Prison, Jail Rape Problem Likely Underestimated In Surveys


U.S. Bureau of Justice Statistics surveys on rapes in prisons, jails, and juvenile facilities probably underestimate the extent of the problem. Even taken at face value, says the New York Review of Books, they reveal much more systemic abuse than has been generally recognized or admitted. BJS has found that 4.5 percent of prisoners had been sexually abused in the facilities at which they answered a questionnaire during the preceding year: approximately 60,500 people. Moreover, 3.2 percent of jail inmates had been sexually abused in their facilities over the preceding six months, meaning an estimated total of 24,700 nationwide.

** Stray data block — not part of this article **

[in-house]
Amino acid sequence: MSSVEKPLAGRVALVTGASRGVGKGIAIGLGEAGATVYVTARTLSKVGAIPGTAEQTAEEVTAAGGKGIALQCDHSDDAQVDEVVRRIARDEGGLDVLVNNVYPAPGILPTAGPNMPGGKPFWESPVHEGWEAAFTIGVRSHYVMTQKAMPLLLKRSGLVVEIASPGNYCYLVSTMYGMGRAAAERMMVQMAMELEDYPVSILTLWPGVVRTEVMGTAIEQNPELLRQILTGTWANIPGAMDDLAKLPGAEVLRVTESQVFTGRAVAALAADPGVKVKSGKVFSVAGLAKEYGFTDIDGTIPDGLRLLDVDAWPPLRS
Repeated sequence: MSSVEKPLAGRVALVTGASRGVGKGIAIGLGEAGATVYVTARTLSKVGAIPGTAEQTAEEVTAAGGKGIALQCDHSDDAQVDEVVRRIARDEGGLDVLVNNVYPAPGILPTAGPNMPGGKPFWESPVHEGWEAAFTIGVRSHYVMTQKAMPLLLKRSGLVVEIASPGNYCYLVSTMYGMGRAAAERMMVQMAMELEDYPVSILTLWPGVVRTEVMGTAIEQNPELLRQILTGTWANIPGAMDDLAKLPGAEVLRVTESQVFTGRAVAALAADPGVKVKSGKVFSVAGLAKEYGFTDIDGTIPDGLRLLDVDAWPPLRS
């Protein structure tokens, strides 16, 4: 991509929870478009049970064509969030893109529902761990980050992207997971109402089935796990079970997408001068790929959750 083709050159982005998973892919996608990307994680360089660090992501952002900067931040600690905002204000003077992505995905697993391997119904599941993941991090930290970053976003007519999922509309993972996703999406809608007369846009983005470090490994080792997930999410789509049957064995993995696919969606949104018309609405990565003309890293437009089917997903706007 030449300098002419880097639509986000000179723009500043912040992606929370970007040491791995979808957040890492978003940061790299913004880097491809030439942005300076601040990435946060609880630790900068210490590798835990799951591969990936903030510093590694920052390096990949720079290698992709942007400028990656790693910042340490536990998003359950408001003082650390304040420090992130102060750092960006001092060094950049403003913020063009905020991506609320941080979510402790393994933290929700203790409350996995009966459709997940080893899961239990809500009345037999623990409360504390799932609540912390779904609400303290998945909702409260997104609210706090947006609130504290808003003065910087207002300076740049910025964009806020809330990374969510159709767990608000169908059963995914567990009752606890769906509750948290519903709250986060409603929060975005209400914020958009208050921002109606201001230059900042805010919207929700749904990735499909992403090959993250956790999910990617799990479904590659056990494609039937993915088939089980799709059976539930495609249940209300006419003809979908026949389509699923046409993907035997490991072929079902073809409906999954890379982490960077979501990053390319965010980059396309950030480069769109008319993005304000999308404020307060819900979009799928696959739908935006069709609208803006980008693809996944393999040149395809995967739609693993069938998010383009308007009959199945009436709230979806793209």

Jail is where most inmates are raped. The press seems to have missed the fact that because the BJS numbers come from snapshot surveys, they represent only a small fraction of those incarcerated every year. People move in and out of jail very quickly. The number of annual jail admissions is about 17 times higher than the jail population on any given day. Prisoner rape is one of this country’s most widespread human rights problems, and arguably its most neglected, says the Review essay.

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